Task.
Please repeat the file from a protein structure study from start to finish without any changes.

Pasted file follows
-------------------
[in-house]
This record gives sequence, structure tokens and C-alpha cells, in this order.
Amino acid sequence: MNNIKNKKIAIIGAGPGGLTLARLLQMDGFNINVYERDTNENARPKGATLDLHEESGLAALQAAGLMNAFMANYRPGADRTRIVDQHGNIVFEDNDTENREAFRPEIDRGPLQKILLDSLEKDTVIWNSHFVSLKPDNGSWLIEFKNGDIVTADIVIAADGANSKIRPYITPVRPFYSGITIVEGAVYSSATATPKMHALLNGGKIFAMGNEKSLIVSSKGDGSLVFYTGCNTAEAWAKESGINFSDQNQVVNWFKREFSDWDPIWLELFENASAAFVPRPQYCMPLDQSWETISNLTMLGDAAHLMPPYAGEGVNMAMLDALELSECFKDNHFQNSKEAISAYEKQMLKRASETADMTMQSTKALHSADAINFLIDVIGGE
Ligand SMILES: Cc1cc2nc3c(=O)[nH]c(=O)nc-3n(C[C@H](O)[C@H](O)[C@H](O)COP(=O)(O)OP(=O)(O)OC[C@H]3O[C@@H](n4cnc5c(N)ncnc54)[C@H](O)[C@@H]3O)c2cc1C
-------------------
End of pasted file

[in-house]
This record gives sequence, structure tokens and C-alpha cells, in this order.
Amino acid sequence: MNNIKNKKIAIIGAGPGGLTLARLLQMDGFNINVYERDTNENARPKGATLDLHEESGLAALQAAGLMNAFMANYRPGADRTRIVDQHGNIVFEDNDTENREAFRPEIDRGPLQKILLDSLEKDTVIWNSHFVSLKPDNGSWLIEFKNGDIVTADIVIAADGANSKIRPYITPVRPFYSGITIVEGAVYSSATATPKMHALLNGGKIFAMGNEKSLIVSSKGDGSLVFYTGCNTAEAWAKESGINFSDQNQVVNWFKREFSDWDPIWLELFENASAAFVPRPQYCMPLDQSWETISNLTMLGDAAHLMPPYAGEGVNMAMLDALELSECFKDNHFQNSKEAISAYEKQMLKRASETADMTMQSTKALHSADAINFLIDVIGGE
Ligand SMILES: Cc1cc2nc3c(=O)[nH]c(=O)nc-3n(C[C@H](O)[C@H](O)[C@H](O)COP(=O)(O)OP(=O)(O)OC[C@H]3O[C@@H](n4cnc5c(N)ncnc54)[C@H](O)[C@@H]3O)c2cc1C